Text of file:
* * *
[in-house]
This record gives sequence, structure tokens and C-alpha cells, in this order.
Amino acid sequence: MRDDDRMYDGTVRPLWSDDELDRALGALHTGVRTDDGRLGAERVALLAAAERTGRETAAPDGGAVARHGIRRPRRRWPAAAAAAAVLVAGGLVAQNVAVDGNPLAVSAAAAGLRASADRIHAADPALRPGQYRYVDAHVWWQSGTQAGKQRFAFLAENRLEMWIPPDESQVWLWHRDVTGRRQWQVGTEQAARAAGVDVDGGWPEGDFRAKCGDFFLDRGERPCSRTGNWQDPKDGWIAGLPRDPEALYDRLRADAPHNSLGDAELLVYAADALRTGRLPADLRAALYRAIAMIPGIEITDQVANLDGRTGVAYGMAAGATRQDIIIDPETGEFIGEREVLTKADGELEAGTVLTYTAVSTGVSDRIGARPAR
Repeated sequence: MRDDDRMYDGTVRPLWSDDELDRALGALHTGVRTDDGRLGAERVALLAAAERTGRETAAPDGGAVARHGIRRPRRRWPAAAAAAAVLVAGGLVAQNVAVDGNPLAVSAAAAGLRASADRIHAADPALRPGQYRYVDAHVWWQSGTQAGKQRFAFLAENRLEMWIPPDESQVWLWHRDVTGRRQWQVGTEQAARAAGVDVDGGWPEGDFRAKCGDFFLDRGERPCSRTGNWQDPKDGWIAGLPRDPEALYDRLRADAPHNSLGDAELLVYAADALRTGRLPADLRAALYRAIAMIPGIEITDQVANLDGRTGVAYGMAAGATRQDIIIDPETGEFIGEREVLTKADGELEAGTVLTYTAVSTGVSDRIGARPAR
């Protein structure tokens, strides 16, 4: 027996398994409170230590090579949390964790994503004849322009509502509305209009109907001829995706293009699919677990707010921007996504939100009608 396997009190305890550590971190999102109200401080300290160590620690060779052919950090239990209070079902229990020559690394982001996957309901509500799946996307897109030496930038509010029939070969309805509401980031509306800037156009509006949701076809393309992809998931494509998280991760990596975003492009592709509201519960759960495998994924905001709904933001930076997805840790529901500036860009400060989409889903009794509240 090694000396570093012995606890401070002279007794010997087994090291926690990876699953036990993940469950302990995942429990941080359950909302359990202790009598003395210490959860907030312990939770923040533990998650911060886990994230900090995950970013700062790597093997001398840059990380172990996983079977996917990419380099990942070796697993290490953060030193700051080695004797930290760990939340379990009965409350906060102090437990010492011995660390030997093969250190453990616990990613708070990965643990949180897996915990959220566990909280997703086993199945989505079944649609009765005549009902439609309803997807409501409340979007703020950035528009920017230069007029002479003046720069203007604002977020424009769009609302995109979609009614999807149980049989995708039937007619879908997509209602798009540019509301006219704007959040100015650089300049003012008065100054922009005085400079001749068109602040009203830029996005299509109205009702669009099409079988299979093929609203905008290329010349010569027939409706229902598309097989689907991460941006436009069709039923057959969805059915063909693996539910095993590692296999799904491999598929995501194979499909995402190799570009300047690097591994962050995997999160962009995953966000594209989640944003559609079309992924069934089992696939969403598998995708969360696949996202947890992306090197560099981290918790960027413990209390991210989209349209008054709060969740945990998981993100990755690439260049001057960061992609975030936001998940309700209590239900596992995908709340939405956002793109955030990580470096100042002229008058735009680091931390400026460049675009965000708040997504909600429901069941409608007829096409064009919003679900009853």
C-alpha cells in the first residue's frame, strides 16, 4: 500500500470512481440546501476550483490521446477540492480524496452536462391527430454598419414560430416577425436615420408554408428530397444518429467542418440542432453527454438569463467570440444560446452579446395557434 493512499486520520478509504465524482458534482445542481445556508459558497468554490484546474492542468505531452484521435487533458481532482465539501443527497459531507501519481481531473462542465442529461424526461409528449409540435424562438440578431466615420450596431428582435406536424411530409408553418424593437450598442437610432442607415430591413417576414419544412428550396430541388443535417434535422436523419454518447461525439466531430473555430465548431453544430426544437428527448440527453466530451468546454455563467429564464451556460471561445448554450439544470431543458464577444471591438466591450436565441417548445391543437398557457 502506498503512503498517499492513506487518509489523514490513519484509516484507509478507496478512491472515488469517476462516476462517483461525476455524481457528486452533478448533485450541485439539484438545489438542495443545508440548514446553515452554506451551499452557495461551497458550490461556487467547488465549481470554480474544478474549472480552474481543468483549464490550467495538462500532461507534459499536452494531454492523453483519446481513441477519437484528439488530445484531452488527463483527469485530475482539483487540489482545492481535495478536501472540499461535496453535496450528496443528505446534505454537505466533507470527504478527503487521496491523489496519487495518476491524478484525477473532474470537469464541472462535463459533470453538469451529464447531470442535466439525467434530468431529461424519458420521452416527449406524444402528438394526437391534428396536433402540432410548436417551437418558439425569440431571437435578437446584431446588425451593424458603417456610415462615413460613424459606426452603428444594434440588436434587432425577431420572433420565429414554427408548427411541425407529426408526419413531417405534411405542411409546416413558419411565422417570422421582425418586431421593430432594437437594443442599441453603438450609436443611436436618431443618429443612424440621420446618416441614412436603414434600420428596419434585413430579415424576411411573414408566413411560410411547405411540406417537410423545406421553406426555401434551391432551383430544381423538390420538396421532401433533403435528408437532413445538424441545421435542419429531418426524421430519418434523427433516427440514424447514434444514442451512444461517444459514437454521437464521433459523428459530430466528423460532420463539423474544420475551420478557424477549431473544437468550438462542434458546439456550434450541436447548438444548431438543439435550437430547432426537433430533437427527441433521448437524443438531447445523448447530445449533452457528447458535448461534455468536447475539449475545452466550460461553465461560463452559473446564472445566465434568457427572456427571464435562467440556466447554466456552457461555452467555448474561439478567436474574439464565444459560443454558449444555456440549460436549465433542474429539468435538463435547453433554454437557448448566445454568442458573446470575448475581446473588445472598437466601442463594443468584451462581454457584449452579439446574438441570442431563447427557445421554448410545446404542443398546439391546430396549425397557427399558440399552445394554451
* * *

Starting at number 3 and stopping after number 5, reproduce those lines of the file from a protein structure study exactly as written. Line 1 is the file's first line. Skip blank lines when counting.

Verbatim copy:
Amino acid sequence: MRDDDRMYDGTVRPLWSDDELDRALGALHTGVRTDDGRLGAERVALLAAAERTGRETAAPDGGAVARHGIRRPRRRWPAAAAAAAVLVAGGLVAQNVAVDGNPLAVSAAAAGLRASADRIHAADPALRPGQYRYVDAHVWWQSGTQAGKQRFAFLAENRLEMWIPPDESQVWLWHRDVTGRRQWQVGTEQAARAAGVDVDGGWPEGDFRAKCGDFFLDRGERPCSRTGNWQDPKDGWIAGLPRDPEALYDRLRADAPHNSLGDAELLVYAADALRTGRLPADLRAALYRAIAMIPGIEITDQVANLDGRTGVAYGMAAGATRQDIIIDPETGEFIGEREVLTKADGELEAGTVLTYTAVSTGVSDRIGARPAR
Repeated sequence: MRDDDRMYDGTVRPLWSDDELDRALGALHTGVRTDDGRLGAERVALLAAAERTGRETAAPDGGAVARHGIRRPRRRWPAAAAAAAVLVAGGLVAQNVAVDGNPLAVSAAAAGLRASADRIHAADPALRPGQYRYVDAHVWWQSGTQAGKQRFAFLAENRLEMWIPPDESQVWLWHRDVTGRRQWQVGTEQAARAAGVDVDGGWPEGDFRAKCGDFFLDRGERPCSRTGNWQDPKDGWIAGLPRDPEALYDRLRADAPHNSLGDAELLVYAADALRTGRLPADLRAALYRAIAMIPGIEITDQVANLDGRTGVAYGMAAGATRQDIIIDPETGEFIGEREVLTKADGELEAGTVLTYTAVSTGVSDRIGARPAR
């Protein structure tokens, strides 16, 4: 027996398994409170230590090579949390964790994503004849322009509502509305209009109907001829995706293009699919677990707010921007996504939100009608 396997009190305890550590971190999102109200401080300290160590620690060779052919950090239990209070079902229990020559690394982001996957309901509500799946996307897109030496930038509010029939070969309805509401980031509306800037156009509006949701076809393309992809998931494509998280991760990596975003492009592709509201519960759960495998994924905001709904933001930076997805840790529901500036860009400060989409889903009794509240 090694000396570093012995606890401070002279007794010997087994090291926690990876699953036990993940469950302990995942429990941080359950909302359990202790009598003395210490959860907030312990939770923040533990998650911060886990994230900090995950970013700062790597093997001398840059990380172990996983079977996917990419380099990942070796697993290490953060030193700051080695004797930290760990939340379990009965409350906060102090437990010492011995660390030997093969250190453990616990990613708070990965643990949180897996915990959220566990909280997703086993199945989505079944649609009765005549009902439609309803997807409501409340979007703020950035528009920017230069007029002479003046720069203007604002977020424009769009609302995109979609009614999807149980049989995708039937007619879908997509209602798009540019509301006219704007959040100015650089300049003012008065100054922009005085400079001749068109602040009203830029996005299509109205009702669009099409079988299979093929609203905008290329010349010569027939409706229902598309097989689907991460941006436009069709039923057959969805059915063909693996539910095993590692296999799904491999598929995501194979499909995402190799570009300047690097591994962050995997999160962009995953966000594209989640944003559609079309992924069934089992696939969403598998995708969360696949996202947890992306090197560099981290918790960027413990209390991210989209349209008054709060969740945990998981993100990755690439260049001057960061992609975030936001998940309700209590239900596992995908709340939405956002793109955030990580470096100042002229008058735009680091931390400026460049675009965000708040997504909600429901069941409608007829096409064009919003679900009853």